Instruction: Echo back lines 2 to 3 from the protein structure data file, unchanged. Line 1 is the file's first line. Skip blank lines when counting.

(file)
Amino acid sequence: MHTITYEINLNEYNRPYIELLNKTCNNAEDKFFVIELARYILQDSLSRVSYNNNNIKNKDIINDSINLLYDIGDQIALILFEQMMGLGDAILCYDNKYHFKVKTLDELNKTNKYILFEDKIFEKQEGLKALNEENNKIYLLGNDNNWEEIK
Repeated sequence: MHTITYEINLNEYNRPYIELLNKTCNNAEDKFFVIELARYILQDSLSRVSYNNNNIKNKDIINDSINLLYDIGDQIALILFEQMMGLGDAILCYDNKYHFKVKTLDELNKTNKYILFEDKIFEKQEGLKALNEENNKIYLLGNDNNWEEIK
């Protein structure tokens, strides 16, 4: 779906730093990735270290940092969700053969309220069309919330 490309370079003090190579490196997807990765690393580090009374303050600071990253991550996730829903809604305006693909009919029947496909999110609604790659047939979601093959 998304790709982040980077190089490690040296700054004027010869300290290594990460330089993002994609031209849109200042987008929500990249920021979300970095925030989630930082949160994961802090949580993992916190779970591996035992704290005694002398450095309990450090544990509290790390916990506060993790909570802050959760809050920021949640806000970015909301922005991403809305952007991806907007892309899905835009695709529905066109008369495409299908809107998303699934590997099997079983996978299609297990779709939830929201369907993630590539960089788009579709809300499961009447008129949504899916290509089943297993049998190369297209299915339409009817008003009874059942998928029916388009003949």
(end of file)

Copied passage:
Repeated sequence: MHTITYEINLNEYNRPYIELLNKTCNNAEDKFFVIELARYILQDSLSRVSYNNNNIKNKDIINDSINLLYDIGDQIALILFEQMMGLGDAILCYDNKYHFKVKTLDELNKTNKYILFEDKIFEKQEGLKALNEENNKIYLLGNDNNWEEIK
């Protein structure tokens, strides 16, 4: 779906730093990735270290940092969700053969309220069309919330 490309370079003090190579490196997807990765690393580090009374303050600071990253991550996730829903809604305006693909009919029947496909999110609604790659047939979601093959 998304790709982040980077190089490690040296700054004027010869300290290594990460330089993002994609031209849109200042987008929500990249920021979300970095925030989630930082949160994961802090949580993992916190779970591996035992704290005694002398450095309990450090544990509290790390916990506060993790909570802050959760809050920021949640806000970015909301922005991403809305952007991806907007892309899905835009695709529905066109008369495409299908809107998303699934590997099997079983996978299609297990779709939830929201369907993630590539960089788009579709809300499961009447008129949504899916290509089943297993049998190369297209299915339409009817008003009874059942998928029916388009003949």